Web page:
The administrative assistant looked up from her keyboard and yawned. “Dr. Winsome said to tell you to sit out here until the committee members are ready.”

Gillian positioned herself in a wingback chair outside the conference room so she could see the committee members as they arrived. Andrea Klein and Richard Eastlin came in first. Andrea Klein, svelte and elegant, her loose blond curls framing her simpering face, elbowed Richard Eastlin when she saw Gillian. Gillian slumped forward as her stomach started to churn. Her mother’s voice murmured inside her head, “Don’t slouch, Gilly.” Richard Eastlin bared his teeth and saluted. Gillian suspected the salute was a reference to the navy-blue suit she wore with a white blouse. She’d placed a scarf beneath the blouse’s collar and tied it in a neat bow. The thought that she looked like an Air Force cadet occurred to her, but Gillian wanted to look professional. Once, at a faculty meeting, Andrea Klein leaned toward Richard Eastlin and, in a stage whisper, said, “Don’t you think Dr. Rawlings dresses like an uptight prude?” The comment had prompted Gillian to drive to Memphis that weekend and buy a leather skirt. The saleslady assured Gillian that with her slim build, she could carry it off. The skirt hung in Gillian’s closet with the price tags still attached.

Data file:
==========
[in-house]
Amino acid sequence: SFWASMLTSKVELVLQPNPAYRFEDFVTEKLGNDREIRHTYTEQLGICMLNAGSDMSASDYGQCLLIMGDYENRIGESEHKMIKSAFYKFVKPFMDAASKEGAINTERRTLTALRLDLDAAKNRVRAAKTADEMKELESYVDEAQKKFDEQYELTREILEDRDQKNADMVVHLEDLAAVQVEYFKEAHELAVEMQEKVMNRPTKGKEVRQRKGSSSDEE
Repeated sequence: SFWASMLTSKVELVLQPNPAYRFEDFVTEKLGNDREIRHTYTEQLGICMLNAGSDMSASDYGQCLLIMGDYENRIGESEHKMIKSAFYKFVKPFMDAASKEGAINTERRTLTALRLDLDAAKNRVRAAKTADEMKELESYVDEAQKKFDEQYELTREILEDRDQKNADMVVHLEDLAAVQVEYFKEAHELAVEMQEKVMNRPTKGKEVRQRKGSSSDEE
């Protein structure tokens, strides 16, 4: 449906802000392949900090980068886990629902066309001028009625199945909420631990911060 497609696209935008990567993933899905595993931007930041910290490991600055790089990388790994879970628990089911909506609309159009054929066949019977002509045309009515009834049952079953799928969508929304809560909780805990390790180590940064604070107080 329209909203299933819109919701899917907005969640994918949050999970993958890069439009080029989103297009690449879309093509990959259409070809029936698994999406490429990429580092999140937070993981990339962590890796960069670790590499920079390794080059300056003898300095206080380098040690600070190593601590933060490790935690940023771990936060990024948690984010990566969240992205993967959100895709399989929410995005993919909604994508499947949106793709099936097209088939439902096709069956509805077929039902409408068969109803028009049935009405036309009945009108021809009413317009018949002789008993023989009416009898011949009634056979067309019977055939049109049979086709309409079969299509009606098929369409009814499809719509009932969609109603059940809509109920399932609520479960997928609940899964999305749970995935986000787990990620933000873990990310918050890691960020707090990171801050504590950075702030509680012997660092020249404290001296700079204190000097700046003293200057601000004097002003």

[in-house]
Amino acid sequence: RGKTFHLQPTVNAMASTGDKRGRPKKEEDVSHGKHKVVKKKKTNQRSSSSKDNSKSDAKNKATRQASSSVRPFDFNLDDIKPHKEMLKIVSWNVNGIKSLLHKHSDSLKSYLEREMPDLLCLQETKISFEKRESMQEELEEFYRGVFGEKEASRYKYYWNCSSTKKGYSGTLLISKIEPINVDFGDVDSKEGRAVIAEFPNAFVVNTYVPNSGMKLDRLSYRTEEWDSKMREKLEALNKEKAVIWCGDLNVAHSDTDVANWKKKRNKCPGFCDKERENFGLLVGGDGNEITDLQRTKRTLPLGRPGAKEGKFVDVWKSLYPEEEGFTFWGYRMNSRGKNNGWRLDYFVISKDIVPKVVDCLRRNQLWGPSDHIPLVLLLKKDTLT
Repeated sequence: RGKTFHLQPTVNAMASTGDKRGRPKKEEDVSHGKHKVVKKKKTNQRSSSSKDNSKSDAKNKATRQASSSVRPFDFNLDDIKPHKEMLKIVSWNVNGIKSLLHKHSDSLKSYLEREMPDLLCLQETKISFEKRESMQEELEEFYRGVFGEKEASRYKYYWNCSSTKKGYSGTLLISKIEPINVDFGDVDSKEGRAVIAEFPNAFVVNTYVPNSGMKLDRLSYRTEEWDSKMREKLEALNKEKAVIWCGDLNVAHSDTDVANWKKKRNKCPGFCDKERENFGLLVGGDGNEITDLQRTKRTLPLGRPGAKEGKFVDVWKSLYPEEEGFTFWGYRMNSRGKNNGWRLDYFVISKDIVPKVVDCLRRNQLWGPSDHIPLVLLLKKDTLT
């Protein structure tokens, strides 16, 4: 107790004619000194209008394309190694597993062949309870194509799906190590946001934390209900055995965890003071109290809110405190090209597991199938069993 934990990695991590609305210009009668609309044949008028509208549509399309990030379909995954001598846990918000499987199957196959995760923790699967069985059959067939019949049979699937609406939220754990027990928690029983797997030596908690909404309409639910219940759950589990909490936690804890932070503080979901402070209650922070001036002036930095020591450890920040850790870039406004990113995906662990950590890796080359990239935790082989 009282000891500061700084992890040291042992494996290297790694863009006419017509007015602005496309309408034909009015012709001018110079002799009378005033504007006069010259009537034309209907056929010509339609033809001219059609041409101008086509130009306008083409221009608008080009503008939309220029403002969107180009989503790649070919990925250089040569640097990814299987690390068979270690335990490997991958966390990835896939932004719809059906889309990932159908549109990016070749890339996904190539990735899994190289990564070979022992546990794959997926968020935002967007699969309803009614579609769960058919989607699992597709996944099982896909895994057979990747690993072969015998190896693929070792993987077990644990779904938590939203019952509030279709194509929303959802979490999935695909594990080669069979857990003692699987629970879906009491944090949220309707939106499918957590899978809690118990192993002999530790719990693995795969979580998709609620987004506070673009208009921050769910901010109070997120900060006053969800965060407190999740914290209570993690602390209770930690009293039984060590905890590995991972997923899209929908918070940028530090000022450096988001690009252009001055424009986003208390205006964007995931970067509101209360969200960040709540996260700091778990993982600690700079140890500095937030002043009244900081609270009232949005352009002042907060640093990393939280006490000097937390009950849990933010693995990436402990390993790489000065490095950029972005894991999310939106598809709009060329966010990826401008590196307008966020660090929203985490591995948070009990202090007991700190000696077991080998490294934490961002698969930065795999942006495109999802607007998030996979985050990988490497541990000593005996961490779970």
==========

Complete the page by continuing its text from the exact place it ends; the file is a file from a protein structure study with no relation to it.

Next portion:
Richard Eastlin said, “Hello, Dr. Rawlings,” but he didn’t wait for her response before following Andrea Klein into the conference room.

Close on their heels was Wade Williams, a small, friendly bear-like man. Tucked under his arm was the binder that contained Gillian’s pre-tenure review file – her course evaluations, her syllabi and research papers as well as other materials she’d added to make the case for advancing herself in the tenure process. She spent hours putting the file together, envisioning the committee members impressed with her hard work.

As he walked past Gillian, Wade Williams said, “You look nice, Gillian. Really, really nice.”

It wasn’t long before Charles Winsome and Dean Puddyphat entered the office. Charles’s face was as narrow as a possum’s, his eyes constricted. Gillian thought Charles’s facial features reflected his life, particularly his tendency to kowtow to his mother and repress his sexuality. “Be careful not to project your feelings onto others, Gillian,” warned her therapist’s voice, which made Gillian wince, prompting Dean Puddyphat to say, “Relax, Dr. Rawlings. This’ll be over before you know it.”

Charles winked. “Keep your seat, Gilly. We’ll get started here in a sec.”